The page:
Turns out our moms were right…again.
Remember when you used to throw infantile tantrums or explode in emotional outbursts when you didn’t get your way? Remember when your mom would tell you to calm down and count to 10?
Well, there’s a whole heck of a lot of science behind why this simple activity works to lessen the grip of intense emotions. In fact, that same science tells us that six seconds* will actually do.
Although most of us no longer throw tantrums (no matter how much we might like to), we do have adult versions. Remember the last time someone said something that immediately raised your hackles and your blood pressure and you got defensive? Remember the last time you felt vulnerable and reacted in anger, hurt, or frustration and lashed out? Remember the last time you felt emotionally overwhelmed to the point that you couldn’t talk or engage, and so merely shut down?
Newsflash! Those are all adult tantrums that usually lead to regret, broken relationships, and floundered success because in those moments we unconsciously react to a strong emotional trigger rather than respond from a conscious choice.
Strong emotions carry with them an arbitrary sense of urgency. It is this sense of urgency that often gets us into (rather than out of) trouble because it causes us to react. This reaction occurs when we perceive a threat, sending our limbic brain into fight, flight, or freeze mode because it is designed to protect us from harm. It is not designed to examine the reasonableness or realness of the perceived threat; it is designed to react. Period.
Picture this reaction as a rushing deluge of neurochemicals into the body in the form of hormones like adrenaline. We are physiologically overtaken with the urge to protect ourselves: the more we react, the more we validate the threat, the more hormones flood our system, the more hijacked we get by our amygdala (the specific part of the brain engaged), and the more likely we’re about to do or say something stupid when that threat isn’t real. The strong emotional reaction is often fueled by the stories we’ve built up around that emotion, which over time become our feelings. Our feelings greatly influence our readiness to react (because whatever is currently happening confirms those stories) and the emotion-feeling hamster wheel spins itself into a frenzy. Our feelings also greatly influence our hesitation, unwillingness, or inability to challenge our stories because we often believe they’re linked to our identity, or indeed are our identity.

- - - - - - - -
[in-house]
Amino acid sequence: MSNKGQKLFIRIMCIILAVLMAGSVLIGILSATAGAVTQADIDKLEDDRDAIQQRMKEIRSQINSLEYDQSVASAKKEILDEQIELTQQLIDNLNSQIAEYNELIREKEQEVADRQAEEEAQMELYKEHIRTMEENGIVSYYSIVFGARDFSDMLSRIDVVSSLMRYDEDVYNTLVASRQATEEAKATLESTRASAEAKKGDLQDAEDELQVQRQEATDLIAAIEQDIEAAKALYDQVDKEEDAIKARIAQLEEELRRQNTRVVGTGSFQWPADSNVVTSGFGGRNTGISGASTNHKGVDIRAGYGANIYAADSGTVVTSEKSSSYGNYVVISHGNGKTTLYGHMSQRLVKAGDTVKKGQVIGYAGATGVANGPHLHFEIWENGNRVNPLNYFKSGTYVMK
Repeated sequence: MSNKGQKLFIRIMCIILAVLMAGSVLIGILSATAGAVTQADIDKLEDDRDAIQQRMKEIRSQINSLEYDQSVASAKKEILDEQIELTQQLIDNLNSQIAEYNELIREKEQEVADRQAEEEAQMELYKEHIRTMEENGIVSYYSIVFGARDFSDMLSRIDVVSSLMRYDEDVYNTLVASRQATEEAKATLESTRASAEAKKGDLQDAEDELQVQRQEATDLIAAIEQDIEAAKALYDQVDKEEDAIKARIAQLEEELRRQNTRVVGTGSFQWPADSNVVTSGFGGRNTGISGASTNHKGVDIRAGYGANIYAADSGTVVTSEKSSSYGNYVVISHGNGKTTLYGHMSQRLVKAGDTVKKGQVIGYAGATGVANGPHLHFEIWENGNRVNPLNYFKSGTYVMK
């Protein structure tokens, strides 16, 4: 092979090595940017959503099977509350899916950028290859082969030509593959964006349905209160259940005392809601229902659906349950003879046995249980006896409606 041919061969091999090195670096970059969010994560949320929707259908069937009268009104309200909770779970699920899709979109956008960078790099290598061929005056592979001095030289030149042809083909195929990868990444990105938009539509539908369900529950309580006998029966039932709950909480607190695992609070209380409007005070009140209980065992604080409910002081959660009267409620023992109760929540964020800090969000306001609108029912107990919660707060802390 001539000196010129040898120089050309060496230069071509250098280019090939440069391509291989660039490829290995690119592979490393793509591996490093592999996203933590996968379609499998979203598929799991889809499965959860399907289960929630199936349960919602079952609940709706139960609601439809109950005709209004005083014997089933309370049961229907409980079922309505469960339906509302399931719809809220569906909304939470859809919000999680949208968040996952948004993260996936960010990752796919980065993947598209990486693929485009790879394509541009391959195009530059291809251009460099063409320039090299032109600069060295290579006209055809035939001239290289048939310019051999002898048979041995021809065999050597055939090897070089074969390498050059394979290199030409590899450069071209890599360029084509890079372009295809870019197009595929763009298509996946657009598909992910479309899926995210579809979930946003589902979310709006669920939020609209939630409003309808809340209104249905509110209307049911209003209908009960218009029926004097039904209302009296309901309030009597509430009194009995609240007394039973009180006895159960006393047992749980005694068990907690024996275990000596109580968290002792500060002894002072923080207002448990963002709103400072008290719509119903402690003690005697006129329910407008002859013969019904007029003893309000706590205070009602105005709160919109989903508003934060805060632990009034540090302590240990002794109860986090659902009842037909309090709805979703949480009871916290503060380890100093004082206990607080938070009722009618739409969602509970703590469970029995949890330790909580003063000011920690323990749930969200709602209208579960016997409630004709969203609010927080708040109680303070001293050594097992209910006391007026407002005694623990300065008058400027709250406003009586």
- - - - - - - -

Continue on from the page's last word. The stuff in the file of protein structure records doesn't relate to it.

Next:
By pausing and consciously engaging the upper brain in a cognitive, cortical activity like counting to 10, we create a space for those hormones to reabsorb in the body and for the sensation to pass. The willingness to pause indicates an openness to consider an alternative story, a different set of facts, and other options for response and interaction.
None of this is to say that our emotions are bad or not useful for clear thinking. They help us weigh and evaluate decisions, they help us prioritize, they help us set boundaries, and they help us connect and learn. It is very much to say that when they’re expressed or used in a reactionary rather than responsive way, the outcome is often negative or counter to what we may ultimately wish. Our emotions are integral to not separate from our brain and our thinking£.
And therein lies the power (and necessity) of the pause. Developing this skill in coordination with learning to recognize (and hopefully avoid) your emotional triggers, quickly naming the emotion you’re experiencing, and making a conscious choice to tell another story or at least consider other options, you’ve taken the first steps toward emotional intelligence.
This week, I encourage you to consider how you can turn your reactions into responses.
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*The non-profit emotional intelligence organization SixSeconds is dedicated to the power of the pause, and to teaching people about their emotions and how to use them in a productive, healthy way.